Loading speed is another key factor to consider when optimizing a website for mobile use. A page that loads in an instant over secure Wi-Fi may not fare we as well over 4G, although the connection speeds are thankfully increasing all the time. Here is a useful tool for determining the loading speed of any particular website page, which gives valuable insight into the potential problem areas of your website.

Here are the most common fixes to increase a mobile page’s load time:

  • Eliminate render-blocking JavaScript and CSS in above-the-fold content
  • Enable compression
  • Optimize images
  • Minify CSS
  • Leverage browser caching

Even though “simplicity is the best policy” was mentioned earlier in this article, it is worth expanding on. While finger size and mobile experience play important roles in optimizing a mobile website, the attitudes towards searching and browsing is slightly different than on desktop. Users accessing the internet on their phones are much more goal-oriented than their office-based counterparts. They are searching for something (a product, an answer to a question, geography-specific content, etc.) because they need it now.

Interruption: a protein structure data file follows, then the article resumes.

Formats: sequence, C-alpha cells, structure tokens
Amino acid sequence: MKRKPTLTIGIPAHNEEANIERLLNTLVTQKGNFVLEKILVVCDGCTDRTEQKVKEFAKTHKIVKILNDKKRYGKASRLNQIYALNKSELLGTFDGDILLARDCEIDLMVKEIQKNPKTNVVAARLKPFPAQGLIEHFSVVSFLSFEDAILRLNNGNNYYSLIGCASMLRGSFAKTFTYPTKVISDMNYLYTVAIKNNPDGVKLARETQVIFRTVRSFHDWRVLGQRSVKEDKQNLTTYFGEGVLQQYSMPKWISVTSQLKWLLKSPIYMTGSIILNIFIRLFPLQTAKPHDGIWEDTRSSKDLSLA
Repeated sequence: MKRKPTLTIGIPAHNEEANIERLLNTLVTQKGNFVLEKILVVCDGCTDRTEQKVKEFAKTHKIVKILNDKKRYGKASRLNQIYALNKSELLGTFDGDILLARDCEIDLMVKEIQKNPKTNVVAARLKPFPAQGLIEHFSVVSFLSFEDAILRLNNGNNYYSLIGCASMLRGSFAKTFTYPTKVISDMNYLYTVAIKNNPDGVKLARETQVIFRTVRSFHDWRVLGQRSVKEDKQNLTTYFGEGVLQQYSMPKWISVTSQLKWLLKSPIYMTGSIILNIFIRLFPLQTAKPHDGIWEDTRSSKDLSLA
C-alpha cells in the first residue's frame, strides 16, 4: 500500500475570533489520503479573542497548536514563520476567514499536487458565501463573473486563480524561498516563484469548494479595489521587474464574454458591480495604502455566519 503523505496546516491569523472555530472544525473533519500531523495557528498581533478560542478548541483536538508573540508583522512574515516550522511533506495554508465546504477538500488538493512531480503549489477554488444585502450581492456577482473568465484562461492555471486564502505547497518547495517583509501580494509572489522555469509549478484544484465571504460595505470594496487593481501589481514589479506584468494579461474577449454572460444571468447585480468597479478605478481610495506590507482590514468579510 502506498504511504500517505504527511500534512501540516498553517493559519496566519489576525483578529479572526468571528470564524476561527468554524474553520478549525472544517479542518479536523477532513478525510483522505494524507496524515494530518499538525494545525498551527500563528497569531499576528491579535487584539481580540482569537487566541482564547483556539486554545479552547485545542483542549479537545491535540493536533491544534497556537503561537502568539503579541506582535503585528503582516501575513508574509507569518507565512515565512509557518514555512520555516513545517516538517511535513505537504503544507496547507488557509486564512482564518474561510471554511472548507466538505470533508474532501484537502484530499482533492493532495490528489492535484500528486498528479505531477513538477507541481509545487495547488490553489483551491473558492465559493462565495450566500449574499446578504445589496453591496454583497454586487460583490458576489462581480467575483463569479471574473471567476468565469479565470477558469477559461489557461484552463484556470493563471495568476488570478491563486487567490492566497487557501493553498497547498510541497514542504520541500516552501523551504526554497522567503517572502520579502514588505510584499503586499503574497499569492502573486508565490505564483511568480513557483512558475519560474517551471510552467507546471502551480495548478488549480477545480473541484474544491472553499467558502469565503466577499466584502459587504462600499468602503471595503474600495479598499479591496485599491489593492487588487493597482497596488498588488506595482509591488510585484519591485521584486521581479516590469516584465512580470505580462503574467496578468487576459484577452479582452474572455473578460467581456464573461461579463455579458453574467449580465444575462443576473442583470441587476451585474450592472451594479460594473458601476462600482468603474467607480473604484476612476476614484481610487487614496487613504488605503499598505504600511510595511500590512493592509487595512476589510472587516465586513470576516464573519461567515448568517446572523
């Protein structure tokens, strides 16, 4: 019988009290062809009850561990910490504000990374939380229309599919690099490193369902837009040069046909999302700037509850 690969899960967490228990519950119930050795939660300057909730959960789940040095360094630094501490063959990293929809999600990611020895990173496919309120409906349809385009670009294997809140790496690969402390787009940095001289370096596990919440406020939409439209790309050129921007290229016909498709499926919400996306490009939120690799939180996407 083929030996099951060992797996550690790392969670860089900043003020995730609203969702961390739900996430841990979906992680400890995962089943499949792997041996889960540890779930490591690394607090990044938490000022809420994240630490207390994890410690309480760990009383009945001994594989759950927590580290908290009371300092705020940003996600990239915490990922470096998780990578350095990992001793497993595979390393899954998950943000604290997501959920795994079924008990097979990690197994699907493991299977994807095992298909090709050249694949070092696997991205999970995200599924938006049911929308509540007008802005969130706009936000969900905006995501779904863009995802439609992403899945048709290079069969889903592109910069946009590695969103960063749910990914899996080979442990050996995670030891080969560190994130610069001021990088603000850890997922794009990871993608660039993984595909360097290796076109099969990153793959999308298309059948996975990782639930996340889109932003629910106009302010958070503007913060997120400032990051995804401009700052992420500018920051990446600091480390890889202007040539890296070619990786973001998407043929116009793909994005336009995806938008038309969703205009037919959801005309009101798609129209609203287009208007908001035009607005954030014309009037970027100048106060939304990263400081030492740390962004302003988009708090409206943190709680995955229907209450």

It is more difficult to navigate through a mobile site than it is to click around a website with a mouse. Users spend less time on mobile sites, even though they use them more often, because they are more goal-oriented. They want the least amount of information needed to satisfy their query, and they want to move their fingers the fewest amount of times to get there. Incorporate this goal-oriented behavior by using as few navigation movements as possible. Do not use pinch-to-zoom, as more than one finger is often perceived by mobile users as clunky and awkward.

Although taking your website mobile can be finicky, it is well worth it to stay on top of the current trends. Mastering the mobile search engine means incorporating technical as well as design elements. Don’t be afraid to explore user testing, and be sure to provide continuous updates as Google’s algorithms change, as well as the wants of your ideal consumer. For more on mobile strategy, check out this blog post.